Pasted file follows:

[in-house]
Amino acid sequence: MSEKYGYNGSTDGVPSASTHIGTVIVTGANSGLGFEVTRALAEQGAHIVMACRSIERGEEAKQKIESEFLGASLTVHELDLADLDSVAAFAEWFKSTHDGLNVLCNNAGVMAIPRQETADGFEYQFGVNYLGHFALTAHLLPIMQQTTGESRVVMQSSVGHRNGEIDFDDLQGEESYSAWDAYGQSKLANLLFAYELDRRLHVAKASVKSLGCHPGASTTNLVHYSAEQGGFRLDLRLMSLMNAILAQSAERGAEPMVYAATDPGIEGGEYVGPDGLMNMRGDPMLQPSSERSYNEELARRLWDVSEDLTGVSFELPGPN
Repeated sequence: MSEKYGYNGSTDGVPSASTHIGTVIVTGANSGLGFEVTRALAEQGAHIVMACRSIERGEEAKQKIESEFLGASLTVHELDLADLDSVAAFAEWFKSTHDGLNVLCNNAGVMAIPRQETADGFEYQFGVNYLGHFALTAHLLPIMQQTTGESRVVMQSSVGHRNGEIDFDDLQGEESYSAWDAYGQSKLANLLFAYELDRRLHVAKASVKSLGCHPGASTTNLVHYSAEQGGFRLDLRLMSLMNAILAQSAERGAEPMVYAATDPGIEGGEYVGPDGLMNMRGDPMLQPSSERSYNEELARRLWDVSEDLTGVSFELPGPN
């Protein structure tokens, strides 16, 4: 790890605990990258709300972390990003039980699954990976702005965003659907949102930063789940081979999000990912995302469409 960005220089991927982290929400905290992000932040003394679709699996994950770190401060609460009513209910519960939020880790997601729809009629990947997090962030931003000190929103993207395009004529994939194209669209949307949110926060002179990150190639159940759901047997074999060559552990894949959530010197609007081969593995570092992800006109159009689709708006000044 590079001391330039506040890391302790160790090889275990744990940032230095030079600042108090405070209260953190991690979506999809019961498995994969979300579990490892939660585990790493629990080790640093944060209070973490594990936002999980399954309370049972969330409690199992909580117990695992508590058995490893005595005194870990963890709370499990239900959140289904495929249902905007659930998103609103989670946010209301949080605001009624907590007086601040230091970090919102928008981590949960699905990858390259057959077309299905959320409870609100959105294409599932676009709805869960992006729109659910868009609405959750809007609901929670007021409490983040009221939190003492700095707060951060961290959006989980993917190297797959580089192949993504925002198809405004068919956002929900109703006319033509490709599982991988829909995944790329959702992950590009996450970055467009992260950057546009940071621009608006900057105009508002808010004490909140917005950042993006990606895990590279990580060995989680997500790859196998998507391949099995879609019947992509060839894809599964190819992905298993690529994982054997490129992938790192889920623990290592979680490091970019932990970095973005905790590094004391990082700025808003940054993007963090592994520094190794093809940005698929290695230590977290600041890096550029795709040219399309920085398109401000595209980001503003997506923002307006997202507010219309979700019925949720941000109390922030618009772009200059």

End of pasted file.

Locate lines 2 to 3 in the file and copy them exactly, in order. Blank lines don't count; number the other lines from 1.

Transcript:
Amino acid sequence: MSEKYGYNGSTDGVPSASTHIGTVIVTGANSGLGFEVTRALAEQGAHIVMACRSIERGEEAKQKIESEFLGASLTVHELDLADLDSVAAFAEWFKSTHDGLNVLCNNAGVMAIPRQETADGFEYQFGVNYLGHFALTAHLLPIMQQTTGESRVVMQSSVGHRNGEIDFDDLQGEESYSAWDAYGQSKLANLLFAYELDRRLHVAKASVKSLGCHPGASTTNLVHYSAEQGGFRLDLRLMSLMNAILAQSAERGAEPMVYAATDPGIEGGEYVGPDGLMNMRGDPMLQPSSERSYNEELARRLWDVSEDLTGVSFELPGPN
Repeated sequence: MSEKYGYNGSTDGVPSASTHIGTVIVTGANSGLGFEVTRALAEQGAHIVMACRSIERGEEAKQKIESEFLGASLTVHELDLADLDSVAAFAEWFKSTHDGLNVLCNNAGVMAIPRQETADGFEYQFGVNYLGHFALTAHLLPIMQQTTGESRVVMQSSVGHRNGEIDFDDLQGEESYSAWDAYGQSKLANLLFAYELDRRLHVAKASVKSLGCHPGASTTNLVHYSAEQGGFRLDLRLMSLMNAILAQSAERGAEPMVYAATDPGIEGGEYVGPDGLMNMRGDPMLQPSSERSYNEELARRLWDVSEDLTGVSFELPGPN